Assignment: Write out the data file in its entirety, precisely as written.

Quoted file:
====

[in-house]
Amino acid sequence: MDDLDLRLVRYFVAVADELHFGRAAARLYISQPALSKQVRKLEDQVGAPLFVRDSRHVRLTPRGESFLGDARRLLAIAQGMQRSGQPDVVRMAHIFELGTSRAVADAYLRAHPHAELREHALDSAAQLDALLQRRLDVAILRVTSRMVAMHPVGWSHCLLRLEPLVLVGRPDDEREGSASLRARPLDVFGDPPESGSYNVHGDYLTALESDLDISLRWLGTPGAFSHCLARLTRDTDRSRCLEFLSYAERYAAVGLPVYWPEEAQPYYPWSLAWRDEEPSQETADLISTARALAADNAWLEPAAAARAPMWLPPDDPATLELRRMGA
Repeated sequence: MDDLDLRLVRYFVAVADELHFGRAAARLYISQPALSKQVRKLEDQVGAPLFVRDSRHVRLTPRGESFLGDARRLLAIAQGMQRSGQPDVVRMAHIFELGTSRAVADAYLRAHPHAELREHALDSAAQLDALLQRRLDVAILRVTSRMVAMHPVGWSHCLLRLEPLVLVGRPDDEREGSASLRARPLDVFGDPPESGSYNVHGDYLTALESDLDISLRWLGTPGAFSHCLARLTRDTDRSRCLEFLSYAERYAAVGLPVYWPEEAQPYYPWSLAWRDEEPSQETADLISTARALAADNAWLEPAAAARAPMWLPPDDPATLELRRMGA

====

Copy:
[in-house]
Amino acid sequence: MDDLDLRLVRYFVAVADELHFGRAAARLYISQPALSKQVRKLEDQVGAPLFVRDSRHVRLTPRGESFLGDARRLLAIAQGMQRSGQPDVVRMAHIFELGTSRAVADAYLRAHPHAELREHALDSAAQLDALLQRRLDVAILRVTSRMVAMHPVGWSHCLLRLEPLVLVGRPDDEREGSASLRARPLDVFGDPPESGSYNVHGDYLTALESDLDISLRWLGTPGAFSHCLARLTRDTDRSRCLEFLSYAERYAAVGLPVYWPEEAQPYYPWSLAWRDEEPSQETADLISTARALAADNAWLEPAAAARAPMWLPPDDPATLELRRMGA
Repeated sequence: MDDLDLRLVRYFVAVADELHFGRAAARLYISQPALSKQVRKLEDQVGAPLFVRDSRHVRLTPRGESFLGDARRLLAIAQGMQRSGQPDVVRMAHIFELGTSRAVADAYLRAHPHAELREHALDSAAQLDALLQRRLDVAILRVTSRMVAMHPVGWSHCLLRLEPLVLVGRPDDEREGSASLRARPLDVFGDPPESGSYNVHGDYLTALESDLDISLRWLGTPGAFSHCLARLTRDTDRSRCLEFLSYAERYAAVGLPVYWPEEAQPYYPWSLAWRDEEPSQETADLISTARALAADNAWLEPAAAARAPMWLPPDDPATLELRRMGA